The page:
My son, Oren, is fascinated by my boyfriend; he slightly hero-worships him, while at the same time being somewhat hesitant. To Oren, the Esq is "super-duper-OOper smart" (direct quote), and "the best at video gaming" (direct quote), which is really the only thing that matters when you're a nine-year old boy. I can tell Oren is a tiny bit intimidated by the Esq (who isn't), which prompted me to address it last week; I asked him if he felt comfortable around the robot, and he replied, "Preeetty much." I let it go, and then later on, he asked me this out of the blue: "Mom, why doesn't Justin laugh at people's jokes? Does he not think anyone is funny?" The answer to that question, without any doubt in my mind, is HELL to the YES. But as we discussed it, Oren also observed that the Esq doesn't laugh out loud, and isn't very animated, which he thought was 'kinda weird'. I think it's kinda weird, too, but since his standards for humor are much higher than the average human, I know it's a slam-dunk when he laughs at something I've written. He's a good barometer for the blog, actually. He reads my posts to me so I can hear the problematic areas, and I've found that when he painfully smirks, that's where a normal human (you) would laugh out loud; when he laughs out loud, that's where you would be struck by a freak bout of lightning and die. That's how often he laughs out loud: as often as you get hit by lightning.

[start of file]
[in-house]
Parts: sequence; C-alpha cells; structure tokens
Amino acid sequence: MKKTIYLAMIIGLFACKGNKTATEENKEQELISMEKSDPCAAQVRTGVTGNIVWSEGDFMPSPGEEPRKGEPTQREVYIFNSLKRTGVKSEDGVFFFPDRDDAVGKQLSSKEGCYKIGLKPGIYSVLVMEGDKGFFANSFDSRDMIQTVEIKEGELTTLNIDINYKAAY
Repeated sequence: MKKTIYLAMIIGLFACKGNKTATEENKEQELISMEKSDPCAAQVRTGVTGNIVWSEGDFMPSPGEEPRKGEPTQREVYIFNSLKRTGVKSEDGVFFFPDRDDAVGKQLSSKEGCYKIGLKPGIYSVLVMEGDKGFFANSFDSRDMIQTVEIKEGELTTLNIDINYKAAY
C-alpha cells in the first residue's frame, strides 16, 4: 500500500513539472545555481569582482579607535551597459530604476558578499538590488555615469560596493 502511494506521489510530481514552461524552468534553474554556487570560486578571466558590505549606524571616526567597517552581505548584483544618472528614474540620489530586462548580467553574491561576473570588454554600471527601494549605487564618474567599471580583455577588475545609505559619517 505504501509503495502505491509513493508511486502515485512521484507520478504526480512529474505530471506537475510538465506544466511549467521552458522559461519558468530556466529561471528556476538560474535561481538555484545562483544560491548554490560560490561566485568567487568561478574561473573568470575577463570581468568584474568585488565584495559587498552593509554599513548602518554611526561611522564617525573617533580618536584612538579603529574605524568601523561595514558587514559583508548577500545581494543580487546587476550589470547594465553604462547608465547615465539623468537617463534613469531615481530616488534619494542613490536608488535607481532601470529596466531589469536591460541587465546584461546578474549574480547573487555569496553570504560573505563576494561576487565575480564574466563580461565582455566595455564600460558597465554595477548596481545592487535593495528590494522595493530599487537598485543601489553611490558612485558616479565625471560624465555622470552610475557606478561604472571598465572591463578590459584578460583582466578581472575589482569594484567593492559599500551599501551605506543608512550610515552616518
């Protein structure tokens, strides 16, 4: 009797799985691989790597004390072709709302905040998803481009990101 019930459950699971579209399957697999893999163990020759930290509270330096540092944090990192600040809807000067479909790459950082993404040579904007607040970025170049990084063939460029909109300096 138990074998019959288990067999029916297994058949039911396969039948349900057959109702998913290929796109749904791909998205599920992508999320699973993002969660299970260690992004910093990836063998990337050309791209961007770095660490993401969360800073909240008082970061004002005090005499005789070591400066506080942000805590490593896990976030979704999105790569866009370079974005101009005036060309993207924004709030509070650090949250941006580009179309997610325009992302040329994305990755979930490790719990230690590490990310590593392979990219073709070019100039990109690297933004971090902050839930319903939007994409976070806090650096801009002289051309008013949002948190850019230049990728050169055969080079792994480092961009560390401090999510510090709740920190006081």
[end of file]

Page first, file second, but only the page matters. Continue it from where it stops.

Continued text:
When I met the Esq, I wondered about the un-laughter, too. He laughed at stuff I said, but he was also
The list of Dignified Things seems larger and more general, although he tends to only talk about the undignified. I'm guessing that he would put The Law on his list, as well as 'wearing tailored suits'. 'Being in control' is probably considered pretty dignified, equal to 'being educated'. Other possibilities include Morrissey, space travel, family, technology, and the color of Oprah and royalty: purple. Honorable mentions: the library, arguing well, and having a girlfriend (I clearly made that one up; having a girlfriend exposes you to more undignified things than I care to think about).
I only bring this up because Michelle, Laura, and I went to see The Sisterhood of the Traveling Pants movie today, and 'dignity' is the last word I would use to describe the feeling I had when I left the theater. I can't quite put my finger on the correct word, but it's close to the opposite of 'dignity', and probably closer to the phrase 'a cry for help'. Thanks to the crap-happy dialogue, I left the movie feeling like a grimy film of shame had settled over me, which I am presently trying to scrub off. That being said, it was an awesome experience, and I'm glad we went. I laughed through the entire movie, most notably during the saddest/most serious scenes, which is why I went in the first place. Laughing at your pain makes me whole, and I hope to never forget that valuable lesson.